QATAR: New museum to highlight contemporary Arab art
There's more to Arab art than ancient swirling calligraphy and seductive, kohl-lined eyes.
Mathaf, the Arab Museum of Modern Art, which will open in Doha, Qatar on Dec. 30., aspires to highlight and share contemporary art by Arabs and artists living in the Middle East that might challenge some preconceptions.
It will also serve as a research center, an exciting prospect for the regional arts community.
The project is being carried out under the auspices of Qatari royal Sheik Hassan bin Mohammad bin Ali al Thani, who is also vice president of the Qatar Museum Authority.
Mathaf, which simply means "museum" in Arabic, will be housed in a school that has been converted by the French architect Jean-Francois Bodin.
The inaugural exhibition, titled, "Sajjil: A Century of Modern Art," will include works culled from Mathaf's permanent collection of over 6,000 pieces, all of which were donated from Sheik Hassan's private collection.
"We are not trying to present some sort of new canon," Wassan al-Khudairi, acting director and chief curator of Mathaf, told Babylon & Beyond. "This is why we stress multiple modernities and multiple narratives."
The museum is already generating some buzz. A crowd of artists, art historians, art writers and journalists gathered on the rooftop terrace of a downtown Beirut luxury hotel Tuesday for a pre-launch soiree where Shabout and Khudairi both spoke. Similar events are being held in Cairo, Marrakesh, Morocco's second-largest city, London and Paris leading up to the grand opening in Doha.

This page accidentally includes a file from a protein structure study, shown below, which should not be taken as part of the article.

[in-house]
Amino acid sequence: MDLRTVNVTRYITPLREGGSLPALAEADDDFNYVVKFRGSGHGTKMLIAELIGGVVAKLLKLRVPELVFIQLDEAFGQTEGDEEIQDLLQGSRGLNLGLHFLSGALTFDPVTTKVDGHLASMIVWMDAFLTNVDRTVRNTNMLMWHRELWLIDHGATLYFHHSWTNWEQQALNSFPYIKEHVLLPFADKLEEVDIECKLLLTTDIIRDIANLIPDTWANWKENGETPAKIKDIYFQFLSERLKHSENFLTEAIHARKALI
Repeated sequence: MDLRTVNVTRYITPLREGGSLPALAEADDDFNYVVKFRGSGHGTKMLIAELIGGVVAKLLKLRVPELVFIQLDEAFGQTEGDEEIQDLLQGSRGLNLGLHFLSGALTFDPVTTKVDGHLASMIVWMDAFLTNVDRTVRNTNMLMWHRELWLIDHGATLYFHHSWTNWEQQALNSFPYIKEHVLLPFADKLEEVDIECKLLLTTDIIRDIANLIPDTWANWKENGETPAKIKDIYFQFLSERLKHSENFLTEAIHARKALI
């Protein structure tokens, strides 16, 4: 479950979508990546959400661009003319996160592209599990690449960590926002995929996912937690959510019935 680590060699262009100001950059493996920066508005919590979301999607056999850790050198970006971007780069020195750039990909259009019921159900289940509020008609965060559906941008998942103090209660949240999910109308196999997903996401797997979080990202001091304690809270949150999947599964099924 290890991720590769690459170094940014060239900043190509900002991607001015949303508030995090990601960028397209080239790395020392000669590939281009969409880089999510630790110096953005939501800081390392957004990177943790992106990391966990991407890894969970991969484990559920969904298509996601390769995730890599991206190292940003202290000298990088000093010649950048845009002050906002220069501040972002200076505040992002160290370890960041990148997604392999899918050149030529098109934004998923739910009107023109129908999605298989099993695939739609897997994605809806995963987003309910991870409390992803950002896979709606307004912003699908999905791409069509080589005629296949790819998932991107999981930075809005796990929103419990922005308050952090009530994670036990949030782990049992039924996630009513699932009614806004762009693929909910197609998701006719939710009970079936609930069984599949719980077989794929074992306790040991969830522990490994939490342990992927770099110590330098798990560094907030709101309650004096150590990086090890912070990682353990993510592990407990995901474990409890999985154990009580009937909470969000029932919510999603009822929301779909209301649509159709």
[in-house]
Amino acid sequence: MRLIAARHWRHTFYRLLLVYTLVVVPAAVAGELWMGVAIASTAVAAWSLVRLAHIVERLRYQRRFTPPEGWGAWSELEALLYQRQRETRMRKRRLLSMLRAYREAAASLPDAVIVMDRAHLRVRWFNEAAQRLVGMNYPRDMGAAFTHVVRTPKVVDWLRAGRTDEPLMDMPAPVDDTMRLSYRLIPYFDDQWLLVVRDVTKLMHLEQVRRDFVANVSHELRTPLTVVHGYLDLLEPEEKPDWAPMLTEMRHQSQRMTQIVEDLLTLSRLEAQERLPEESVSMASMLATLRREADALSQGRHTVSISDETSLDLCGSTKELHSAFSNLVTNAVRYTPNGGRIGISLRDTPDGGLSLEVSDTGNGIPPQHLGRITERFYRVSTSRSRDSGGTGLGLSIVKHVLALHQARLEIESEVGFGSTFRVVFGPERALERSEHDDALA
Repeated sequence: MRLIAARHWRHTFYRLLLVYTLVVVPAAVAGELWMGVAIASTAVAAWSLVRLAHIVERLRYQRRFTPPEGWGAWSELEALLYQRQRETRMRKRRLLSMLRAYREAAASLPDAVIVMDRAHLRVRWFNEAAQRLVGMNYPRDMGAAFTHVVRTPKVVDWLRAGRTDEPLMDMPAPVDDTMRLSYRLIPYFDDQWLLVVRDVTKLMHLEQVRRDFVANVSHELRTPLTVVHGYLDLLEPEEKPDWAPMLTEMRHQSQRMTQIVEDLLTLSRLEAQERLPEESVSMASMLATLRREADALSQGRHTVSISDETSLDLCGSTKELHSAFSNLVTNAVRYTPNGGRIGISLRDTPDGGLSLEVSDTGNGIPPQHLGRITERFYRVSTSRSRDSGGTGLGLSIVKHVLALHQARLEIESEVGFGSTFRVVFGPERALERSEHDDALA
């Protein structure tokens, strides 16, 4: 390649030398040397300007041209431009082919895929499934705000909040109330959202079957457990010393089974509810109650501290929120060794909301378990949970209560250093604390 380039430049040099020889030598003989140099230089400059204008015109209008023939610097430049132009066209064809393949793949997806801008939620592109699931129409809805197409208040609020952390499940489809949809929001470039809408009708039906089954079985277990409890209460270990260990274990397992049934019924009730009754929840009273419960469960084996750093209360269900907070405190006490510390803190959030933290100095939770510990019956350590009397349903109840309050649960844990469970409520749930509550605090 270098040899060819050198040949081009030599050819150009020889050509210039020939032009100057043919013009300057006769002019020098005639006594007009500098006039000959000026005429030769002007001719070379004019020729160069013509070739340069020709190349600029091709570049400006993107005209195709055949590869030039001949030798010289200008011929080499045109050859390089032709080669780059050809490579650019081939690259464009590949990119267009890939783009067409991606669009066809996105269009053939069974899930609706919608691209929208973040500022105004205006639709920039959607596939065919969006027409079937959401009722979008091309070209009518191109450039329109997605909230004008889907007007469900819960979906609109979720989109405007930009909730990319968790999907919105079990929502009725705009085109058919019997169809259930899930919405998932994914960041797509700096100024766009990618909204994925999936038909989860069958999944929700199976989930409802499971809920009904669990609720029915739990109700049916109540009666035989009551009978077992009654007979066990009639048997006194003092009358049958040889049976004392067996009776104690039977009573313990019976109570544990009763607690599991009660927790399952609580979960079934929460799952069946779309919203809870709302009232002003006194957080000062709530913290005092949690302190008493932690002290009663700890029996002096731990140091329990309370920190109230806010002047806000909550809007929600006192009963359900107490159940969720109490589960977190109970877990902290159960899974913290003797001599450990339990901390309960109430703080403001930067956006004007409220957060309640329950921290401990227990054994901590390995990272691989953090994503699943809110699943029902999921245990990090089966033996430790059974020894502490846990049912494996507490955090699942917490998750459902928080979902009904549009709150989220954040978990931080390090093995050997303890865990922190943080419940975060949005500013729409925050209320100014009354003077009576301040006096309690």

Mathaf is one of several major art institutions that have opened or will open in the next few years in Qatar and the neighboring United Arab Emirates, which is building a branch of the Guggenheim and the Louvre near Abu Dhabi. In 2008, the Museum of Islamic Art opened in Doha.
Skeptics have wondered aloud whether politics will play a role in the acquisition and exhibition of certain works, excluding pieces that might be considered politically or sexually provocative.
"I mean everything at the end of the day is political. We have a lot of works in the collection because they're part of the story," she said. "To be honest is hasn’t restricted us in any way."
-- Meris Lutz in Beirut
Photos, from top to bottom: A rendering of the Mathaf Arab Museum of Modern Art, which will be housed in a converted school; Sliman Mansour, Perseverance and Hope, 1976; Ragheb Ayad, Title Unknown, 1923; Hamid Nada, Peace1978; Jassim al Zainy, Features from Qatar, 1973; Madiha Umar, The Letter Ein, 1986. Credit: Mathaf: Arab Museum of Modern Art